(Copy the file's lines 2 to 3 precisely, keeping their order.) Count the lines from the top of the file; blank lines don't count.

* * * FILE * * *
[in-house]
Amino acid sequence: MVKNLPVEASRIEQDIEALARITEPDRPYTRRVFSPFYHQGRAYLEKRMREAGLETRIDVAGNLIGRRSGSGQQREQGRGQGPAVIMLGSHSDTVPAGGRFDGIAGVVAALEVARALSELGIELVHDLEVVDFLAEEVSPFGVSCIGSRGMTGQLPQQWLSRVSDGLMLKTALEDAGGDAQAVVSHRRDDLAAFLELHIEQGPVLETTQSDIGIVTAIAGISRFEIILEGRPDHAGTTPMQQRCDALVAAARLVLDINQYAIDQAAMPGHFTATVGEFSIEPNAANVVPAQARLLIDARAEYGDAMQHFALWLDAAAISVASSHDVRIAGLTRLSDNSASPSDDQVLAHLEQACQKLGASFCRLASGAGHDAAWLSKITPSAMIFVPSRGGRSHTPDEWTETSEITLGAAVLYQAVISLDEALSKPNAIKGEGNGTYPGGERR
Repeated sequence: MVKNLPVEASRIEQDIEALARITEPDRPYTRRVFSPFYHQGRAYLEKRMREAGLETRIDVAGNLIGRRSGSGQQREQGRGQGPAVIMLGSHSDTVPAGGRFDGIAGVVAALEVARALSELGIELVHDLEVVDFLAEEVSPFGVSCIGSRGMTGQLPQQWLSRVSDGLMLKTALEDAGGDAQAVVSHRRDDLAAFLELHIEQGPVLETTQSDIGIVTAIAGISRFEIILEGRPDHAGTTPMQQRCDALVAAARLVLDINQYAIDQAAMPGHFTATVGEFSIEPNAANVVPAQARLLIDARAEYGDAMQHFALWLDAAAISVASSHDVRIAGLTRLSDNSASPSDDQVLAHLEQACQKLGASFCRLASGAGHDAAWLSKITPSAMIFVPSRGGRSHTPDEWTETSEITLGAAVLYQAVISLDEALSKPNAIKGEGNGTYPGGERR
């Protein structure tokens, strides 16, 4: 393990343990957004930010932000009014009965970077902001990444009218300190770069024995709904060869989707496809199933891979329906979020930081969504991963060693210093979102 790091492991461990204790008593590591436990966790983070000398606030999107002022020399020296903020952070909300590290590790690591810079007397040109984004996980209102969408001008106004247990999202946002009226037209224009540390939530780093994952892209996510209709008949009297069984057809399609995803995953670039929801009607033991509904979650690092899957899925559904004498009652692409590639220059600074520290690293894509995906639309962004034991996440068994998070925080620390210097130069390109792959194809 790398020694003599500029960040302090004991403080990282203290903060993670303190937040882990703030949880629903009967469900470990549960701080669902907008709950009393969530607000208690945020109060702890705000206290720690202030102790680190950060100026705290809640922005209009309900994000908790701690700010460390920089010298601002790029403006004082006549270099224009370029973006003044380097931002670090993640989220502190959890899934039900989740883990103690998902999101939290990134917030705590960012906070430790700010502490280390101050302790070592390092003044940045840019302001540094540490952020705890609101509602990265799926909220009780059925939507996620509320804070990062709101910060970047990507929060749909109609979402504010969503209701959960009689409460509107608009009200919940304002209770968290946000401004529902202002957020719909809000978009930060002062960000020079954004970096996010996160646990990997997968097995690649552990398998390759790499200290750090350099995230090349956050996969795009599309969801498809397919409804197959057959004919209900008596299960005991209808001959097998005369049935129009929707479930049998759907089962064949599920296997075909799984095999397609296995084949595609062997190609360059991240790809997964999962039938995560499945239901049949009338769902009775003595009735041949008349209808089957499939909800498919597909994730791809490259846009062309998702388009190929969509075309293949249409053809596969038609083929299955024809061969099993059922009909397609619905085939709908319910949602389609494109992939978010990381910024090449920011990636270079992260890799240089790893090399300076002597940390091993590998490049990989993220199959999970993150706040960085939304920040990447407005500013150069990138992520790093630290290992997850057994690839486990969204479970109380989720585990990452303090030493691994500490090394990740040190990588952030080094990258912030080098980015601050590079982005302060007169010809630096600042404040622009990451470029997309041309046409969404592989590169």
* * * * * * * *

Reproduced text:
Amino acid sequence: MVKNLPVEASRIEQDIEALARITEPDRPYTRRVFSPFYHQGRAYLEKRMREAGLETRIDVAGNLIGRRSGSGQQREQGRGQGPAVIMLGSHSDTVPAGGRFDGIAGVVAALEVARALSELGIELVHDLEVVDFLAEEVSPFGVSCIGSRGMTGQLPQQWLSRVSDGLMLKTALEDAGGDAQAVVSHRRDDLAAFLELHIEQGPVLETTQSDIGIVTAIAGISRFEIILEGRPDHAGTTPMQQRCDALVAAARLVLDINQYAIDQAAMPGHFTATVGEFSIEPNAANVVPAQARLLIDARAEYGDAMQHFALWLDAAAISVASSHDVRIAGLTRLSDNSASPSDDQVLAHLEQACQKLGASFCRLASGAGHDAAWLSKITPSAMIFVPSRGGRSHTPDEWTETSEITLGAAVLYQAVISLDEALSKPNAIKGEGNGTYPGGERR
Repeated sequence: MVKNLPVEASRIEQDIEALARITEPDRPYTRRVFSPFYHQGRAYLEKRMREAGLETRIDVAGNLIGRRSGSGQQREQGRGQGPAVIMLGSHSDTVPAGGRFDGIAGVVAALEVARALSELGIELVHDLEVVDFLAEEVSPFGVSCIGSRGMTGQLPQQWLSRVSDGLMLKTALEDAGGDAQAVVSHRRDDLAAFLELHIEQGPVLETTQSDIGIVTAIAGISRFEIILEGRPDHAGTTPMQQRCDALVAAARLVLDINQYAIDQAAMPGHFTATVGEFSIEPNAANVVPAQARLLIDARAEYGDAMQHFALWLDAAAISVASSHDVRIAGLTRLSDNSASPSDDQVLAHLEQACQKLGASFCRLASGAGHDAAWLSKITPSAMIFVPSRGGRSHTPDEWTETSEITLGAAVLYQAVISLDEALSKPNAIKGEGNGTYPGGERR